Exploring the Legality of the Lucrative World of Fantasy Sports

By Burke, Debra D.; Meek, BobPhilip et al. | Journal of Legal, Ethical and Regulatory Issues, January 2016 | Go to article overview

Exploring the Legality of the Lucrative World of Fantasy Sports


Burke, Debra D., Meek, BobPhilip, Norwood, John M., Journal of Legal, Ethical and Regulatory Issues


INTRODUCTION

"If you bet on a horse, that's gambling. If you bet that you can make three spades, that's entertainment. If you bet cotton will go up three points, that's business. See the difference?"

Blackie Sherrod, legendary Texas Sports Columnist

Contrary to popular belief, Fantasy Football was not the first fantasy sport to be played. The first modern fantasy sport to be played was Fantasy Baseball, invented by a group of journalists who wanted to test each other's knowledge of sports in 1980. The league came to be called "The Rotisserie," and employed the same basic principles that comprise leagues today: a league commissioner, a group of participants (players), team names, the drafting of players, and a statistical scoring system. The basic principle behind the league was to create a system to gauge players' sports knowledge throughout the season. This league circulated throughout late 1980s via regional newspapers such as the L.A. Times, N.Y. Daily News and Chicago SunTimes, prompting readers to create their own fantasy leagues (Holleman, 2006). Through the Internet in the nineties, fantasy players were able to create leagues through online providers, further growing the industry.

While the rules of fantasy leagues can vary greatly, participants (players) generally are set up through an online provider via a league commissioner. Participants join the league and a draft is held prior to the commencement of the season. A league usually has anywhere from eight to sixteen teams. Typically, in season long fantasy, players will be assigned a draft pick and this will determine their order of choosing players. Teams then play each other head to head throughout the season. Each week they submit their starting lineups, strategizing on what players to select for the week based on various factors: what team they are playing, the weather, injury status, etc. Each week the winner is determined by a scoring system that is determined by the player's performances for that week. Towards the end of the fantasy season, the top winning teams then go to a series of playoff games of single elimination. The winner of this playoff series is crowned the league champion.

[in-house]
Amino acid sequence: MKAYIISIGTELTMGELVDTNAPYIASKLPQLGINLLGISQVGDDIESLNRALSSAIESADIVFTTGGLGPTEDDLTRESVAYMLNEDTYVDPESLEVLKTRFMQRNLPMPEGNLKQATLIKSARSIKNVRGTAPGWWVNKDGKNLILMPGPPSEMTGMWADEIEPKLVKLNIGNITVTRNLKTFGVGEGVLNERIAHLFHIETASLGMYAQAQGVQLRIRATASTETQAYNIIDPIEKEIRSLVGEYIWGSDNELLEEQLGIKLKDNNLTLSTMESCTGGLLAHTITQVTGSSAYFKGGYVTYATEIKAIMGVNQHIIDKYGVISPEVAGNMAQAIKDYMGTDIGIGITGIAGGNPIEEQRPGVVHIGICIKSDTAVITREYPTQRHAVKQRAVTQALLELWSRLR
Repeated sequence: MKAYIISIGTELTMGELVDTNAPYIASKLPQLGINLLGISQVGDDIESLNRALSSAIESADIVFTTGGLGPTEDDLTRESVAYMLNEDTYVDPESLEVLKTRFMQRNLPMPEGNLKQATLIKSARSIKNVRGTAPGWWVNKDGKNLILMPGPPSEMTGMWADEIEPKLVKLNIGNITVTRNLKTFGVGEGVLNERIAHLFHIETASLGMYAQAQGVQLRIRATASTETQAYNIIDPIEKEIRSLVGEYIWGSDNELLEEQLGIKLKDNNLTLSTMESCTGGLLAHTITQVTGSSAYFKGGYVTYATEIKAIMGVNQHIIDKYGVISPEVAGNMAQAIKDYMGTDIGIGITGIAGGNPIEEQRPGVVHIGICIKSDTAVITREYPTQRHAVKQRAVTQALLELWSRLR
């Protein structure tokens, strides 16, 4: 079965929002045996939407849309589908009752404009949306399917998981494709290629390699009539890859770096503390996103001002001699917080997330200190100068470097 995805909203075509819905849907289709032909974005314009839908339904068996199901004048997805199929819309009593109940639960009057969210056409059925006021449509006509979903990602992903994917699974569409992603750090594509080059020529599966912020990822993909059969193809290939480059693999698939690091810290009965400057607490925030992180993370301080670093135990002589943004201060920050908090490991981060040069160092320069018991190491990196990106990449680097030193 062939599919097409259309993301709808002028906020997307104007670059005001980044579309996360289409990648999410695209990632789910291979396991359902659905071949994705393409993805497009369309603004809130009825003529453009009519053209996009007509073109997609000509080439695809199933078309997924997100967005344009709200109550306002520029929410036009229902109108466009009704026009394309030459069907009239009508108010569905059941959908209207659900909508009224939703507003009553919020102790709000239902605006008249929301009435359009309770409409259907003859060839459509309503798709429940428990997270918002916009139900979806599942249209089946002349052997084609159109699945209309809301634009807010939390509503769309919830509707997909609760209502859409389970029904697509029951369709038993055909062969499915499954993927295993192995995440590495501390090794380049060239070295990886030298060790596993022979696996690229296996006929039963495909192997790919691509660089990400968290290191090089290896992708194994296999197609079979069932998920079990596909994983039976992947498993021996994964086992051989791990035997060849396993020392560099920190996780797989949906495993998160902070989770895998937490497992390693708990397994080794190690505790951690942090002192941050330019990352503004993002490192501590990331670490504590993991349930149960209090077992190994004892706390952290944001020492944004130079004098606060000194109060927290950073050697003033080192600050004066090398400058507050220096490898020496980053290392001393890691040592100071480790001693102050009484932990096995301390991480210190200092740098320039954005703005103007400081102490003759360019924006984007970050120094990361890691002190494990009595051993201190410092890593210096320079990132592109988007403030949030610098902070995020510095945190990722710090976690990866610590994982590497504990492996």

Today, there is nearly a fantasy league for most every sport--football, basketball, stock car racing, golf, hockey, and more. Fantasy sports continue to grow yearly and people are spending more and more time playing. The growth of the industry has given way to additional services that players can use to gain an edge. Players can now insure their players through fantasyplayerprotect.com, give the league's prize money to leaguesafe.com for safekeeping, and seek advice from rotowire.com. If there's a dispute, no problem. Go to Sportsjudge.com "Where Fantasy League Disputes are Resolved" by real lawyers. FX has even created a comedy called The League that follows a group of friends throughout their fantasy season.

To keep things competitive, 46.9% of Fantasy Sports players pay league fees according to the Fantasy Sports Trade Association. For Fantasy Sports, the idea that the winner of a fantasy league will be the one with the most knowledge of sports gives credence to the idea that Fantasy Sports is a game of strategy, not a game of luck; this perspective is also why current regulations in many states allow placing wagers in leagues as long as certain conditions are met.

Over the years, fantasy sports have continued to evolve, with the largest growth coming lately from daily fantasy leagues. The most popular providers, "FanDuel" and "DraftKings" are revolutionizing fantasy sports. Unlike traditional fantasy leagues, daily leagues last a day or a week. They offer the same sports as traditional fantasy leagues, but are governed by different rules. Rather than a typical draft where each player has to wait their turn to draft a player, in daily leagues you choose players based on a salary cap, allowing multiple participants in the league to have the same player. …

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